while the evening schedules went some way towards attracting a younger audience. .\'ot all of the Bllt "s efforts w ere appreciated 7 \t'lt mime. the ‘ltl-minute replacement for (mini [firming Scot/and. brought in an enormous number of complaints about its format of mixing news with music. lt reverted to solid news current affairs a few months later.

.‘yleanwile. many of the emerging community stations will find themselves forced to compete with the established commercial stations of that area. 'l‘he true effects ofthe recent merger between Radio Clyde and Radio Forth are yet to be seen. but (‘ly'de’s chief executive .lames (iordon has no doubts as to w ho has the upper hand.

“The strength of local radio is built on local appealf says Gordon. 'and it would be folly to interfere with that. If anything. we would now hope to strengthen local identity. I think people are kidding themselves as to how many stations can survive.


because radio stations don't just grow on trees. If someone wants to start up a new station. they're welcome to do so. What I object to them doing is pretending to be independent. when in fact they‘re getting money from local goy'ernment.‘

’l‘he merger has brought about the formation of a new company called Radio (‘ly'de Holdings. which will haye an unprecedented number of fingers in the Scottish radio broadcasting pie. 'l’he company has control. not only of Forth and (’lyde. but also 'l‘ay. Borders and NorthSound. Forth has a 22 per cent stake in Moray Firth Radio. while (‘lyde has struck up a deal to manage l.ord Hanson's Melody station in London. The merger was foreshadowed by a partnership that recently put forward a bid for a non-pop music national commercial franchise. Although around 4t) applications have been made and despite the fact that the licence will be awarded to the highest bidder. there is now a strong possibility that this national network may be based in Scotland.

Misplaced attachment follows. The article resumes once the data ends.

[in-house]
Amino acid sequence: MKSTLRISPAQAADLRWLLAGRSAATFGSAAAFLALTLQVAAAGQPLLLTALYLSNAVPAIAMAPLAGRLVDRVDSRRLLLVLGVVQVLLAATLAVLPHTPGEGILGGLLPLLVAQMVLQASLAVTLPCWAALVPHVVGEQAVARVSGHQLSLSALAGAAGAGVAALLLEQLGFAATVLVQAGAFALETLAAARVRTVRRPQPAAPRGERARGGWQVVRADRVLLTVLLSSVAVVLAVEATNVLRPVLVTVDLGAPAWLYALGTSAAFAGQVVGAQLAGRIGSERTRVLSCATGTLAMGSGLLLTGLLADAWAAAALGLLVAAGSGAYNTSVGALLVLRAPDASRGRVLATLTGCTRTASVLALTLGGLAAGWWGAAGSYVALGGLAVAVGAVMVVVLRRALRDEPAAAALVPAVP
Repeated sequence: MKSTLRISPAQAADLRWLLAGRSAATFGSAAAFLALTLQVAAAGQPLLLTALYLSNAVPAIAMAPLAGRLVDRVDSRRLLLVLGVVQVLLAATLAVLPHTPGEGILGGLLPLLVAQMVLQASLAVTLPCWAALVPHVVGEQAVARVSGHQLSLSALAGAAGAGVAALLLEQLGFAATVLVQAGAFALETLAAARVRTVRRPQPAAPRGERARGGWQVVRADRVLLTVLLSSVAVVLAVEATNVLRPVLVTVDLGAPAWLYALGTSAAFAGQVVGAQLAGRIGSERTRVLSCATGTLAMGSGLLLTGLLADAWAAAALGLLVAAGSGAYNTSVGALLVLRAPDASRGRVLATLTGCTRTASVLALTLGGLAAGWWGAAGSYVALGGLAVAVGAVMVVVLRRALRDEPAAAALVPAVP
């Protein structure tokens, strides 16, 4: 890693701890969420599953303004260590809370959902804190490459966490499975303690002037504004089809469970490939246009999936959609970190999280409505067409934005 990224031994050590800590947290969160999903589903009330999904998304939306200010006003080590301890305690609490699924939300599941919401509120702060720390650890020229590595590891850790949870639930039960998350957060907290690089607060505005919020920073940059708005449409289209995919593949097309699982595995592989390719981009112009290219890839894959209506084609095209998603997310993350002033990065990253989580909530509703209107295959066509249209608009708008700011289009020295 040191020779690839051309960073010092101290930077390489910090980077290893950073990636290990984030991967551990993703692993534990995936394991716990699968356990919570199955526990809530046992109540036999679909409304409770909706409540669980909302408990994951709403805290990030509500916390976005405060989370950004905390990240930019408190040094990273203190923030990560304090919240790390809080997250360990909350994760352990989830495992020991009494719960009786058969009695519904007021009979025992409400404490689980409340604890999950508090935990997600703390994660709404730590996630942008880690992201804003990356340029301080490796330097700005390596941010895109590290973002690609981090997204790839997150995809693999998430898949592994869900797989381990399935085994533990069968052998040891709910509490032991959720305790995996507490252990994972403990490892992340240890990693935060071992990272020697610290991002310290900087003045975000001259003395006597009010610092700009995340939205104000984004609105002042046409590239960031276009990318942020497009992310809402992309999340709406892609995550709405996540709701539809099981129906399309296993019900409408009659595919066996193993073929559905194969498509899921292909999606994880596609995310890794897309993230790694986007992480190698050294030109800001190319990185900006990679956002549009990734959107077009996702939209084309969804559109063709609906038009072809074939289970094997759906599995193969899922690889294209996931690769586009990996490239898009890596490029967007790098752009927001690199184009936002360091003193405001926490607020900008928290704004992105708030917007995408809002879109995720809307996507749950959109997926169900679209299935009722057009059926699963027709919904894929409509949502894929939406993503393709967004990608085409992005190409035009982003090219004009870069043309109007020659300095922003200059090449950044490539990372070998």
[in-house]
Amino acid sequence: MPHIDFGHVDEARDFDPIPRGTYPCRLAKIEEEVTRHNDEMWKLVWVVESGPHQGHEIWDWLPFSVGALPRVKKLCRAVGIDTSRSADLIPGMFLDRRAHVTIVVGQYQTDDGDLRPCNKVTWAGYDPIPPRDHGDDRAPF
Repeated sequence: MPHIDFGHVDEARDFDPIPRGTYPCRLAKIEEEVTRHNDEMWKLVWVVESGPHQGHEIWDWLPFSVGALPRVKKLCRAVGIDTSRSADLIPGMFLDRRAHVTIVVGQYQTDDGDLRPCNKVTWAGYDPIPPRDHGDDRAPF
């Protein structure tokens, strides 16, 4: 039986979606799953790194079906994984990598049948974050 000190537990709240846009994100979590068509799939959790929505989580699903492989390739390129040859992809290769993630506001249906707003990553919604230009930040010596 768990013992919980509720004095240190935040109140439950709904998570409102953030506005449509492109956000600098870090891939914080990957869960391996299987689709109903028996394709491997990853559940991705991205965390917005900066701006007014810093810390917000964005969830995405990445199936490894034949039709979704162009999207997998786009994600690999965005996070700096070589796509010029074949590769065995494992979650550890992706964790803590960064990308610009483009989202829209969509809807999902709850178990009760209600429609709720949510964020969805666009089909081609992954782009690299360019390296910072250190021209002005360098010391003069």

Feedback fun

In the rush to buy personal cassette players. people often forget about the radio component. Philip Parr tunes in to ten ofthe best.

While the popularity of Walkman cassette players has prompted Dolby to run through the technological alphabet. their radio counterparts hay e stood still. The only real advance in the last decade is that virtually all \‘y'alkman radios haye adopted FM alongside AM.

(‘arl Dyson in lidinburgh‘s \Vay erley (fentre suggests that the radio part of your \Valkman will be roughly the same no matter which model you buy. .-\s the range goes from bill to oy er tQZtltl that statement is more than a little disconcerting for the potential buyer. .-\ny increase in radio quality is a bi—pi‘oduct of sophisticated deyices such as graphic equalizers and ‘mega-bass’ designed really to enhance the cassette performance.


I SONY ICFSW-TE £149 .\'o small price. especially when you consider that it doesn‘t boast a cassette. but this has iust about eyei'y‘thing that a portable radio can haye FM and AM of course. but also short and long wayc. 'l‘en pre—set stations. digital tuning. a different tone setting for news and music and a telescopic aerial make for the best


When is a bolng not a being? When it's a BBC sound effect. Were you to delve deeper into the subject, you mlghtvlslt the Sound Archives at Broadcasting House and plough through the fifty or so bolngs of varying lengths and timbre meticulously recorded on CD.